• Understand key mobility indicators and their collection challenges, and examine methods to access real-time mobility data during infectious disease outbreaks.
  • Discuss how mobility data supports decision making, especially in the context of creating epidemic prevention policies.
  • Examine global use cases of mobility data in disease control, and the challenges and opportunities that arose from these endeavors. 
  • Delve into the specifics of data collection and its uses and examine how telecom data is used by public sectors.
  • Identify how mobility data can be used to design practical epidemic prevention methods.
  • Analyze population movement patterns in Taipei City and examine its role in early warnings for communities.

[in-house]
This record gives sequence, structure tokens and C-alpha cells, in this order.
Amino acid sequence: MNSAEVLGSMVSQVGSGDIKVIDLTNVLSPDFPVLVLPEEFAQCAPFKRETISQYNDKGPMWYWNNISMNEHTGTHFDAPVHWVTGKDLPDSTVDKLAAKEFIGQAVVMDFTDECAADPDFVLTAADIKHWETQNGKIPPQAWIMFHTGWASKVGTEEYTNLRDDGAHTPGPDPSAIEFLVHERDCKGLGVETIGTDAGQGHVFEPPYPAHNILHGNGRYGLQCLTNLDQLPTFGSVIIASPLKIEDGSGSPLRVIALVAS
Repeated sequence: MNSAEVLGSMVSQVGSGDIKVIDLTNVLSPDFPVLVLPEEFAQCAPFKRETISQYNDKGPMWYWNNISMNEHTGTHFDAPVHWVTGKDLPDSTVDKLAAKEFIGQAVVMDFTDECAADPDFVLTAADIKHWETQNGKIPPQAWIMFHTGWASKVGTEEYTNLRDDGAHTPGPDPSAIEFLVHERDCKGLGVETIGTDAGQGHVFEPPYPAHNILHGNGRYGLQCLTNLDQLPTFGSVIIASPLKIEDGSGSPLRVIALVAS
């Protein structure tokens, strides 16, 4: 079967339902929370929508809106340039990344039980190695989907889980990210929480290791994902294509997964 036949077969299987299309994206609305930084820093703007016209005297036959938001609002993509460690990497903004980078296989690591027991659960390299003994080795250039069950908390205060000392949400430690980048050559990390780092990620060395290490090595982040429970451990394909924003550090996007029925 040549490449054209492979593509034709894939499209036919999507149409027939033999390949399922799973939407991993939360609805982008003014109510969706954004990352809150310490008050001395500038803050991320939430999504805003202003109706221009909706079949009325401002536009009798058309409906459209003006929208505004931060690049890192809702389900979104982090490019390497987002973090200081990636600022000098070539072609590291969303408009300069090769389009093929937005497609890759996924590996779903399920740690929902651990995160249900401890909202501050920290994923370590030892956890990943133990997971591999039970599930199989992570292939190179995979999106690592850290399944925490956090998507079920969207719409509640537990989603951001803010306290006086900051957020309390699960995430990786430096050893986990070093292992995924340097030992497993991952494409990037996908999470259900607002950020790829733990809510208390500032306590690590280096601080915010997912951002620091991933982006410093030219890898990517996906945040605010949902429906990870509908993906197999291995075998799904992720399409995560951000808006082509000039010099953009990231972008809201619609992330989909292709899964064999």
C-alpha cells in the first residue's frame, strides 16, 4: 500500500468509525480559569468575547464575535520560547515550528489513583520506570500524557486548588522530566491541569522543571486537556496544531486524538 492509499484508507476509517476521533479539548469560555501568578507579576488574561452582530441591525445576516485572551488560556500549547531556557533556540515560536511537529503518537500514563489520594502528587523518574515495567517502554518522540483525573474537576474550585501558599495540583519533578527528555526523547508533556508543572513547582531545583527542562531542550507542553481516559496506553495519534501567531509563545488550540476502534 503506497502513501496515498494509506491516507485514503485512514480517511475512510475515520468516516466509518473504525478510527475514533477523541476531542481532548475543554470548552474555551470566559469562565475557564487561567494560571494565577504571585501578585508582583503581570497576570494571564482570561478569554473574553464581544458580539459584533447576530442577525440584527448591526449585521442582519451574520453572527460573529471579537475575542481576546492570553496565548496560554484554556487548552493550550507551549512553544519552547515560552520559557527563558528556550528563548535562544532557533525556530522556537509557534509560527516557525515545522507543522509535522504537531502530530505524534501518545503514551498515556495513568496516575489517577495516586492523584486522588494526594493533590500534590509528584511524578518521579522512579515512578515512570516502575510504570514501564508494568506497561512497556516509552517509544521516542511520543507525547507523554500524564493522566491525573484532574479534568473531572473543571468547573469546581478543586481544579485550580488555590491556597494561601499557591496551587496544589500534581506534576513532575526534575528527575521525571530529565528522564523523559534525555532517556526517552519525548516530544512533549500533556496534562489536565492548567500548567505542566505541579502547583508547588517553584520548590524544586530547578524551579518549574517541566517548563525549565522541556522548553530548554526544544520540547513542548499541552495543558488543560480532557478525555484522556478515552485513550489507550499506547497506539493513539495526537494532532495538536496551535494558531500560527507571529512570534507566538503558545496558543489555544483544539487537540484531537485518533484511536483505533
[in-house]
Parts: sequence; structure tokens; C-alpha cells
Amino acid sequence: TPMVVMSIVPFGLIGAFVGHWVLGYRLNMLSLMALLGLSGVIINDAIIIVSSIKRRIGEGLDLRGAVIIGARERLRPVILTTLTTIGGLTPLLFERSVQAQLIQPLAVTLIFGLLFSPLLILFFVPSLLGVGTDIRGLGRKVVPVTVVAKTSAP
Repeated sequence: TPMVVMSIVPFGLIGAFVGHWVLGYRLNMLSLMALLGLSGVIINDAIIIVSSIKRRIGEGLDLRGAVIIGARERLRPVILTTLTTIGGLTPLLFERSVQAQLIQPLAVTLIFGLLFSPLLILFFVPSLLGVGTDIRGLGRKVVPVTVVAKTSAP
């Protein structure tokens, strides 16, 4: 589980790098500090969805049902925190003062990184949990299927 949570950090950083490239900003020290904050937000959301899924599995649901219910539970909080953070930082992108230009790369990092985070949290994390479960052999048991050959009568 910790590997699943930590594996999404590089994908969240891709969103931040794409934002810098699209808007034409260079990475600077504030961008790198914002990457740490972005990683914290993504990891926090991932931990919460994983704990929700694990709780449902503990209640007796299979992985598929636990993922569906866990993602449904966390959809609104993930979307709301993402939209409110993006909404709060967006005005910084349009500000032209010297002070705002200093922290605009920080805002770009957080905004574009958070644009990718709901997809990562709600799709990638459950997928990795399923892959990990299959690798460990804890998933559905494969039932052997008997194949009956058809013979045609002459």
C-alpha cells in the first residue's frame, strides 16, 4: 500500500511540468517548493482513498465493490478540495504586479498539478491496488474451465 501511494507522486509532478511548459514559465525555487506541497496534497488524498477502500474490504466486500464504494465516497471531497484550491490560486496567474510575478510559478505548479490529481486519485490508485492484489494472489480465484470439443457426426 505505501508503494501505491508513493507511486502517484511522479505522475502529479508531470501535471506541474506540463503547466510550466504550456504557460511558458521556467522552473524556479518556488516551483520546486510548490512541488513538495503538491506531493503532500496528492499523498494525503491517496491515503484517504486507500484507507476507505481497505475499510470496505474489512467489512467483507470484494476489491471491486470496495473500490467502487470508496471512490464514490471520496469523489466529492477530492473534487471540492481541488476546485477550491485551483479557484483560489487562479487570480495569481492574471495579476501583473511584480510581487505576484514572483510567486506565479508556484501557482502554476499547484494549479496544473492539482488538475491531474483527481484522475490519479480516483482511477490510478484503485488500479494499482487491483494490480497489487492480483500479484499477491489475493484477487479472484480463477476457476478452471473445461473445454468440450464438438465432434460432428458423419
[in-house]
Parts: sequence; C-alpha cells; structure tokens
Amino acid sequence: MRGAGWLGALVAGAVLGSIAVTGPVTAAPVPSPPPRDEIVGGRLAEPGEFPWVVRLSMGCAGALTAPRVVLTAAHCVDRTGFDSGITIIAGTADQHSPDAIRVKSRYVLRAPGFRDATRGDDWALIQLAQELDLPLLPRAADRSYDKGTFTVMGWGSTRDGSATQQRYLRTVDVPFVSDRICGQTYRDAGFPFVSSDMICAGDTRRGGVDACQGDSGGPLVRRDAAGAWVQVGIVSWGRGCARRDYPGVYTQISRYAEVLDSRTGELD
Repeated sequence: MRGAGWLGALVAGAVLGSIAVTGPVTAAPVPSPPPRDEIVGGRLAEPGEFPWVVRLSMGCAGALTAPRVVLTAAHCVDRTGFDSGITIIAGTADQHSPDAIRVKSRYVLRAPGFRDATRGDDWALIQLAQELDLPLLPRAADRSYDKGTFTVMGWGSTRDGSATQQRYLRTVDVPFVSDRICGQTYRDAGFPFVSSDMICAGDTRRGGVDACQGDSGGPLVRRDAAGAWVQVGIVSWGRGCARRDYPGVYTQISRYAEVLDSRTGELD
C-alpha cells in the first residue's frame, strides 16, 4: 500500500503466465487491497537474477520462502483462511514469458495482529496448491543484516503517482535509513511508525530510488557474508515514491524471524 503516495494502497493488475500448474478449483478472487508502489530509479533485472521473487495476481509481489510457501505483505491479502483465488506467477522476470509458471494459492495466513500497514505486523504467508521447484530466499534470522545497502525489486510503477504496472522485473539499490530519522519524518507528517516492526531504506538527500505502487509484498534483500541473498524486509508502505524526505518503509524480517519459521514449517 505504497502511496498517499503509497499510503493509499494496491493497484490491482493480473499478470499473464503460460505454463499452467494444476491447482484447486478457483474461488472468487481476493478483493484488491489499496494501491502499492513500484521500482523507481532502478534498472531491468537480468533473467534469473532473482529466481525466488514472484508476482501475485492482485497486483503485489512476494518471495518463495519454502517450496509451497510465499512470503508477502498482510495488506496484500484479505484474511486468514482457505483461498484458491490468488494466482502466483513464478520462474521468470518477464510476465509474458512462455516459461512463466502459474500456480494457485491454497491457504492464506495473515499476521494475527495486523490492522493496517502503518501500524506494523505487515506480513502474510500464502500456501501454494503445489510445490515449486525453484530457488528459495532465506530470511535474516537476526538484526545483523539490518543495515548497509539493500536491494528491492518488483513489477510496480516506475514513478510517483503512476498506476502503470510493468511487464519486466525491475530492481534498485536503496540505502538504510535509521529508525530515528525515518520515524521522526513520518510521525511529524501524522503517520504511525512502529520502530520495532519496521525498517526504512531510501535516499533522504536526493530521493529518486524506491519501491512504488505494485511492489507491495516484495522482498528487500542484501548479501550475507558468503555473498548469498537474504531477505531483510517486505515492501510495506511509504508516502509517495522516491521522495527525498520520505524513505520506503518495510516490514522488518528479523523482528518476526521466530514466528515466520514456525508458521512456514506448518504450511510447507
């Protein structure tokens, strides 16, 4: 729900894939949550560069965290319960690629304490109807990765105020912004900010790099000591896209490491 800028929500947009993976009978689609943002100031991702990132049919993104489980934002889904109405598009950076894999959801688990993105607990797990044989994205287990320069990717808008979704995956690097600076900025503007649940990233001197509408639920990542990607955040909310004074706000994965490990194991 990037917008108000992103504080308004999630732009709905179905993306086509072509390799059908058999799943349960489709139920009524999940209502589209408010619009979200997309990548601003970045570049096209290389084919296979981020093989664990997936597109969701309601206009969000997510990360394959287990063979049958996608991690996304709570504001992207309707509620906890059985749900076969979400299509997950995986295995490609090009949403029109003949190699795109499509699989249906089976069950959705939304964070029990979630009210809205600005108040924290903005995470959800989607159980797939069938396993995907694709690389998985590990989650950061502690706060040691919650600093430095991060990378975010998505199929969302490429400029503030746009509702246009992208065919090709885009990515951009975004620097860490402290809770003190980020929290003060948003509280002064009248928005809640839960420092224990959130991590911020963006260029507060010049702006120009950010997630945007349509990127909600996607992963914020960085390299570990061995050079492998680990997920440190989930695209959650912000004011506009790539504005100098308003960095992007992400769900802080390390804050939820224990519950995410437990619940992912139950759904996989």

Public Health Response in Taiwan: An Overview

Taiwan’s proactive measures in response to the COVID-19 pandemic garnered global recognition and, in many regards, positioned it as a leading example in managing the crisis. Considered an international ‘Gold Standard’ in infectious disease control, Taiwan implemented multifaceted strategies that effectively combined traditional epidemiological approaches with novel data sources and advanced analytic methods.

One notable initiative was the launch of the ‘Taiwan Social Distancing App’, a mobile tracing technology designed to notify users about potential contact with infected individuals. The app maintained a registry of nearby devices and sent alerts if any of those devices later reported an infection.

Embed from Getty Images